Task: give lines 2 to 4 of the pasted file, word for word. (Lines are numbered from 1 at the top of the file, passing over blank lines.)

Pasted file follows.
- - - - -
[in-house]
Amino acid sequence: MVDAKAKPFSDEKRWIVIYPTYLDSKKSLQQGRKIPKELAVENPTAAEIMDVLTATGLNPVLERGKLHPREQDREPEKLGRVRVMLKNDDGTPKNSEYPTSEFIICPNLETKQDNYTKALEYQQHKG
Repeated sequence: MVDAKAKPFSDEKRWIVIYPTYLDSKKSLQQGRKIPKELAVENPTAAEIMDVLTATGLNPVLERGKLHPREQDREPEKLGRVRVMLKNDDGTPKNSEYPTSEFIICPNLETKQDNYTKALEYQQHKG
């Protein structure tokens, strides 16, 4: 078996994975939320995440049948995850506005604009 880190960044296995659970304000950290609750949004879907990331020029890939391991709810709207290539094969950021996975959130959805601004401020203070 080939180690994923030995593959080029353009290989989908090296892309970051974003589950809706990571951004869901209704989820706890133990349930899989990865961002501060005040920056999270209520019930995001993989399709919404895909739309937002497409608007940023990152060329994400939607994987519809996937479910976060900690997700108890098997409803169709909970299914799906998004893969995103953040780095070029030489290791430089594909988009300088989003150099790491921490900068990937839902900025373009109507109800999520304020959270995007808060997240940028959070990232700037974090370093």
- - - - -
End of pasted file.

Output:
Amino acid sequence: MVDAKAKPFSDEKRWIVIYPTYLDSKKSLQQGRKIPKELAVENPTAAEIMDVLTATGLNPVLERGKLHPREQDREPEKLGRVRVMLKNDDGTPKNSEYPTSEFIICPNLETKQDNYTKALEYQQHKG
Repeated sequence: MVDAKAKPFSDEKRWIVIYPTYLDSKKSLQQGRKIPKELAVENPTAAEIMDVLTATGLNPVLERGKLHPREQDREPEKLGRVRVMLKNDDGTPKNSEYPTSEFIICPNLETKQDNYTKALEYQQHKG
């Protein structure tokens, strides 16, 4: 078996994975939320995440049948995850506005604009 880190960044296995659970304000950290609750949004879907990331020029890939391991709810709207290539094969950021996975959130959805601004401020203070 080939180690994923030995593959080029353009290989989908090296892309970051974003589950809706990571951004869901209704989820706890133990349930899989990865961002501060005040920056999270209520019930995001993989399709919404895909739309937002497409608007940023990152060329994400939607994987519809996937479910976060900690997700108890098997409803169709909970299914799906998004893969995103953040780095070029030489290791430089594909988009300088989003150099790491921490900068990937839902900025373009109507109800999520304020959270995007808060997240940028959070990232700037974090370093």